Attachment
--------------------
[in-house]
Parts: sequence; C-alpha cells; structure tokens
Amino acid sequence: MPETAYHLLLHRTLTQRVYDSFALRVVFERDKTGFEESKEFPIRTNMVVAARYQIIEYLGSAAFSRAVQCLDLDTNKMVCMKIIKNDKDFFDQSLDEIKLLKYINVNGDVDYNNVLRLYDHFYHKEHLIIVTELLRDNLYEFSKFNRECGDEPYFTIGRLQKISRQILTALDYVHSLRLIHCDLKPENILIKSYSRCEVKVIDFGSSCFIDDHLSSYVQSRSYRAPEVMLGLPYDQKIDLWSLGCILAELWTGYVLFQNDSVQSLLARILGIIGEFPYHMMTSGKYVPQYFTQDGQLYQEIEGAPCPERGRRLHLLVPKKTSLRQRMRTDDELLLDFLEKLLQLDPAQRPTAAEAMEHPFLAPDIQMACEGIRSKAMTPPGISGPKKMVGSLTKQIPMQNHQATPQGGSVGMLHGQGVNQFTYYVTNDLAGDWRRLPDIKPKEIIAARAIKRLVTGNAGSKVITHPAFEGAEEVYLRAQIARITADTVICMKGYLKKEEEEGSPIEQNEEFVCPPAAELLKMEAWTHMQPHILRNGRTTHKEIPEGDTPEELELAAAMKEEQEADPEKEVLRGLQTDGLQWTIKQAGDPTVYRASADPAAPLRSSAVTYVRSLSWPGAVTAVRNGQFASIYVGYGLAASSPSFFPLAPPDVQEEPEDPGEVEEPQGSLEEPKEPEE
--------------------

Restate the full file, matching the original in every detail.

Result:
[in-house]
Parts: sequence; C-alpha cells; structure tokens
Amino acid sequence: MPETAYHLLLHRTLTQRVYDSFALRVVFERDKTGFEESKEFPIRTNMVVAARYQIIEYLGSAAFSRAVQCLDLDTNKMVCMKIIKNDKDFFDQSLDEIKLLKYINVNGDVDYNNVLRLYDHFYHKEHLIIVTELLRDNLYEFSKFNRECGDEPYFTIGRLQKISRQILTALDYVHSLRLIHCDLKPENILIKSYSRCEVKVIDFGSSCFIDDHLSSYVQSRSYRAPEVMLGLPYDQKIDLWSLGCILAELWTGYVLFQNDSVQSLLARILGIIGEFPYHMMTSGKYVPQYFTQDGQLYQEIEGAPCPERGRRLHLLVPKKTSLRQRMRTDDELLLDFLEKLLQLDPAQRPTAAEAMEHPFLAPDIQMACEGIRSKAMTPPGISGPKKMVGSLTKQIPMQNHQATPQGGSVGMLHGQGVNQFTYYVTNDLAGDWRRLPDIKPKEIIAARAIKRLVTGNAGSKVITHPAFEGAEEVYLRAQIARITADTVICMKGYLKKEEEEGSPIEQNEEFVCPPAAELLKMEAWTHMQPHILRNGRTTHKEIPEGDTPEELELAAAMKEEQEADPEKEVLRGLQTDGLQWTIKQAGDPTVYRASADPAAPLRSSAVTYVRSLSWPGAVTAVRNGQFASIYVGYGLAASSPSFFPLAPPDVQEEPEDPGEVEEPQGSLEEPKEPEE